Foundation takes measures to conserve energy, (Thursday, March 11, 2010 pg 32)

THE Energy Foundation and the Ghana Standards Board (GSB) have introduced an Appliance Standards and Labelling Programme to protect the country from becoming a dumping ground for energy-inefficient household appliances.

Under the programme, only appliances meeting a minimum energy efficiency threshold will be allowed into the country.

The Director of Communications and Marketing of the Energy Foundation, Mr Ernest Asare, made this known at a seminar organised by Amanadehyee ( an association of Prempeh College and Yaa Asantewaa Girls’ old students) at their Ninth Annual Inter-tertiary Congress in Accra.

The seminar brought together old students of the two institutions in tertiary institutions across the country to deliberate on issues concerning their welfare, share ideas and create development agenda for their alma mater.

Mr Asare, who was making a presentation on the theme: “Government Policy on Energy Conservation: The Role of the University Student”, said the standard regime was already in place for air conditioners, where the minimum standard was an Energy-Efficient Ratio (EER) rating of 2.8, adding that this would be extended to cover refrigerators, fans and common motors.

He stated that studies had shown that 30 per cent of the energy consumed in the country was wasted, hence the need to pay particular attention to energy consumption in order to reduce waste.

He said the country was spending a lot of funds on the production of energy thermal power to complement cheap hydropower from the Akosombo Dam, which is no longer meeting the national demand for electricity as a result of the low levels of its water following the indiscriminate felling of trees and deforestation.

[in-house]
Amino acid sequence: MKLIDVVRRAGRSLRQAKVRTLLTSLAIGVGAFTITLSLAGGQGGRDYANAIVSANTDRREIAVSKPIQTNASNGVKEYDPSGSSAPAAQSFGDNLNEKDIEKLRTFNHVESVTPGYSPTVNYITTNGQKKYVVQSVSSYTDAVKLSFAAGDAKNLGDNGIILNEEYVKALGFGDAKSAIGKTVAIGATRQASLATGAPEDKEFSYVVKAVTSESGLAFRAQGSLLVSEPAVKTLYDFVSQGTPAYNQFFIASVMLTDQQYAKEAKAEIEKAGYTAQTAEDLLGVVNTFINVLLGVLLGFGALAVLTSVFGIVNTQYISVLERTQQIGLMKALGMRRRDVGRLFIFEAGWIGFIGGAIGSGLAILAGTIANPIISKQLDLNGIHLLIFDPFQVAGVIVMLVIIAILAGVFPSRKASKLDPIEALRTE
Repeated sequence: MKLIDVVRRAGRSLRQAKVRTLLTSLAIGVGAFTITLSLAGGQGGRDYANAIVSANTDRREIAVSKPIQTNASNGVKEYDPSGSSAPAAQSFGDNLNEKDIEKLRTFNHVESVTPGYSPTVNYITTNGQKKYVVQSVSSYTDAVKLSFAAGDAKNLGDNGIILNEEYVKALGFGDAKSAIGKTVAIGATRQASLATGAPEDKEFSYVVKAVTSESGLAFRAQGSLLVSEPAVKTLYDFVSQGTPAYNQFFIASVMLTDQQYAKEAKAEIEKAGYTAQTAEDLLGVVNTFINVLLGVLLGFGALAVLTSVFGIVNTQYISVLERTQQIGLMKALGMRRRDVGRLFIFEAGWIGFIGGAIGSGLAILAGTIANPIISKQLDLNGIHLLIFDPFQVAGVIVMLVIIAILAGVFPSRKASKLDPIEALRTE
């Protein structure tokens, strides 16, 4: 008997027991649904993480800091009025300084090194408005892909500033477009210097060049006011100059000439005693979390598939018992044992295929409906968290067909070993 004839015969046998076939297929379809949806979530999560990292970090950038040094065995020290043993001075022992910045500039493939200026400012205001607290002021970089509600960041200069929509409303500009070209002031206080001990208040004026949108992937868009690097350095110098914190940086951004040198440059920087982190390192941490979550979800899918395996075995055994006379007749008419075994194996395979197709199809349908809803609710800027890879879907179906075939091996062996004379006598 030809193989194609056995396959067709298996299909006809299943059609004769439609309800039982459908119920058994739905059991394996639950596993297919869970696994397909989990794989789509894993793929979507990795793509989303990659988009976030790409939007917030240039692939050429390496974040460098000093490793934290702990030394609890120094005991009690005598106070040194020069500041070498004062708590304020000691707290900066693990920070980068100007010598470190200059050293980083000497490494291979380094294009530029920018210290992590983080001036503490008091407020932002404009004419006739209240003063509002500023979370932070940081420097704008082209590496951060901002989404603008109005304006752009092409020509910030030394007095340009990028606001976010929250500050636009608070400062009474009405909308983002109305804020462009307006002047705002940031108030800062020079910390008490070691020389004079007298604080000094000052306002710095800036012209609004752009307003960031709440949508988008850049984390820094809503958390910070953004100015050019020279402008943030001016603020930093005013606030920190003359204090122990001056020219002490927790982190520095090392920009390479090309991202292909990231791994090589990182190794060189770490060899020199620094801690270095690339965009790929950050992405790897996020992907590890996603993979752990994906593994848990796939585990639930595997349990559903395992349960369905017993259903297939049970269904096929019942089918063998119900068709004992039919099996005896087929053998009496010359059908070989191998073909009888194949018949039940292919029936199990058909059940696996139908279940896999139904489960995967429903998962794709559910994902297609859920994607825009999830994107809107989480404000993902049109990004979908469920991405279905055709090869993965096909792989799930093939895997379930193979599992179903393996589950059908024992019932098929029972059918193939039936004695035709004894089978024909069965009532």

He noted that the country was also implementing a programme dubbed the Power Factor Improvement Scheme under which companies had been assisted through a government lease programme to acquire capacitors on credit to improve their power factor and avoid financial difficulties.

Mr Asare observed that energy constituted a significant part of the running cost of the hospital industry in the country, particularly in water heating, air-conditioning and laundry services, adding that it created an opportunity that students could play a major role in designing and producing a simpler cost-effective solution using local materials.

On solar energy as a solution to the country’s energy needs, he said local manufacture of solar equipment had been identified as a way of bringing down the cost of solar energy in the country, noting that several studies had already been done in the area.

He urged the students to be ambassadors of energy conservation in their various schools in order to sustain the drive towards an energy efficient economy.

A former Ghana Ambassador to China in the Dr Kwame Nkrumah regime, who is also a pioneer student of the Prempeh College, Mr Kojo Gottfried-Amoo, recounted memories of his days at the school and advised the student to pursue their studies diligently, share in the culture of science as a way of living, thinking and behaving while eschewing social vices like drugs, immorality and laziness.

“Today the fundamental basis for wealth creation and national prosperity is coming increasingly, not from what people can make but from what people can produce from their heads,” Mr Gottfried-Amoo stated.

The President of the Amanadehyee urged his colleagues to remain committed to the tenets of the association not only for their personal development but also for the their alma mater and the nation.

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